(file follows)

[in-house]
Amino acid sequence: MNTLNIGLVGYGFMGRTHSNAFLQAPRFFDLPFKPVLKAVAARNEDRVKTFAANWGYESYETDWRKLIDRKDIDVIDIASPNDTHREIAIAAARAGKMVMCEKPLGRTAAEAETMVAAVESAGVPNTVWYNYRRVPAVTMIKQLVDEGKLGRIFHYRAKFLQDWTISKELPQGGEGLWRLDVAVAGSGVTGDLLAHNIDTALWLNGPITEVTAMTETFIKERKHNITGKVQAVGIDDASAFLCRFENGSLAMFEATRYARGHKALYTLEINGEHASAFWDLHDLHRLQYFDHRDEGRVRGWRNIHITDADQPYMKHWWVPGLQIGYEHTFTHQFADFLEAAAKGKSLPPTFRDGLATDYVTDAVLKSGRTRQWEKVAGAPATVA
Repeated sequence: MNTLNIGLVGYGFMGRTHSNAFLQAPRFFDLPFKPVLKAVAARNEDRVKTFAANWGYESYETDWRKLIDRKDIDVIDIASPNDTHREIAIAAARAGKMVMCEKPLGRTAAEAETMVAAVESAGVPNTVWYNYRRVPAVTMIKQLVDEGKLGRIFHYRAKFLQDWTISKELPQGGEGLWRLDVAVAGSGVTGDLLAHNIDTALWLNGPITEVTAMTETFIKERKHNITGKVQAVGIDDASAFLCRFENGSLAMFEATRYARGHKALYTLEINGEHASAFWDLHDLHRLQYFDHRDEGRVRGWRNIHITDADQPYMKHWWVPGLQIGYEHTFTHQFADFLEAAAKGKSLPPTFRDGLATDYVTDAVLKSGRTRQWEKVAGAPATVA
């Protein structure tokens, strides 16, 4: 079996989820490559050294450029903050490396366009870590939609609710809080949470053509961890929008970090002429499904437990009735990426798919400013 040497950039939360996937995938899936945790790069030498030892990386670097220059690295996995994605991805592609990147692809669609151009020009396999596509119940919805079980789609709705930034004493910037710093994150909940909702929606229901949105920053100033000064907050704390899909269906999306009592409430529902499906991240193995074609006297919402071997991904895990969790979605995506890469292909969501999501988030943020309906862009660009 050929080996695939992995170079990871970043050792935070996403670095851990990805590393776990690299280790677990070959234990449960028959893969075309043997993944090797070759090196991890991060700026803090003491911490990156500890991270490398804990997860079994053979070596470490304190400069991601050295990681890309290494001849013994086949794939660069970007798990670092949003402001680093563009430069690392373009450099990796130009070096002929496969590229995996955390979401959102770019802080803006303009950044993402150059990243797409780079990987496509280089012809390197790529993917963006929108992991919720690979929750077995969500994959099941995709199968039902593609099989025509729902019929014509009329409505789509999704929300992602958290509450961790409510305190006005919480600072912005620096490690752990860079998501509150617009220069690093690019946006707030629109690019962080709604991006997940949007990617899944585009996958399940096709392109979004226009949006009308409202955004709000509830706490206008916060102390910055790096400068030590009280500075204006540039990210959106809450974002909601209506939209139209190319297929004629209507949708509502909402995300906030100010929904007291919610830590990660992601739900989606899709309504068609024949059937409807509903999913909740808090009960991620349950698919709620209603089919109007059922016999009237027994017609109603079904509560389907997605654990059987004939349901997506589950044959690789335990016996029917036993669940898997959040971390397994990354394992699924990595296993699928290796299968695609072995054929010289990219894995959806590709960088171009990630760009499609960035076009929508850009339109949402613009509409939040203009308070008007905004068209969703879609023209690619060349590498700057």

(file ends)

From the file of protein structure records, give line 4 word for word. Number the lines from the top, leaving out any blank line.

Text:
């Protein structure tokens, strides 16, 4: 079996989820490559050294450029903050490396366009870590939609609710809080949470053509961890929008970090002429499904437990009735990426798919400013 040497950039939360996937995938899936945790790069030498030892990386670097220059690295996995994605991805592609990147692809669609151009020009396999596509119940919805079980789609709705930034004493910037710093994150909940909702929606229901949105920053100033000064907050704390899909269906999306009592409430529902499906991240193995074609006297919402071997991904895990969790979605995506890469292909969501999501988030943020309906862009660009 050929080996695939992995170079990871970043050792935070996403670095851990990805590393776990690299280790677990070959234990449960028959893969075309043997993944090797070759090196991890991060700026803090003491911490990156500890991270490398804990997860079994053979070596470490304190400069991601050295990681890309290494001849013994086949794939660069970007798990670092949003402001680093563009430069690392373009450099990796130009070096002929496969590229995996955390979401959102770019802080803006303009950044993402150059990243797409780079990987496509280089012809390197790529993917963006929108992991919720690979929750077995969500994959099941995709199968039902593609099989025509729902019929014509009329409505789509999704929300992602958290509450961790409510305190006005919480600072912005620096490690752990860079998501509150617009220069690093690019946006707030629109690019962080709604991006997940949007990617899944585009996958399940096709392109979004226009949006009308409202955004709000509830706490206008916060102390910055790096400068030590009280500075204006540039990210959106809450974002909601209506939209139209190319297929004629209507949708509502909402995300906030100010929904007291919610830590990660992601739900989606899709309504068609024949059937409807509903999913909740808090009960991620349950698919709620209603089919109007059922016999009237027994017609109603079904509560389907997605654990059987004939349901997506589950044959690789335990016996029917036993669940898997959040971390397994990354394992699924990595296993699928290796299968695609072995054929010289990219894995959806590709960088171009990630760009499609960035076009929508850009339109949402613009509409939040203009308070008007905004068209969703879609023209690619060349590498700057």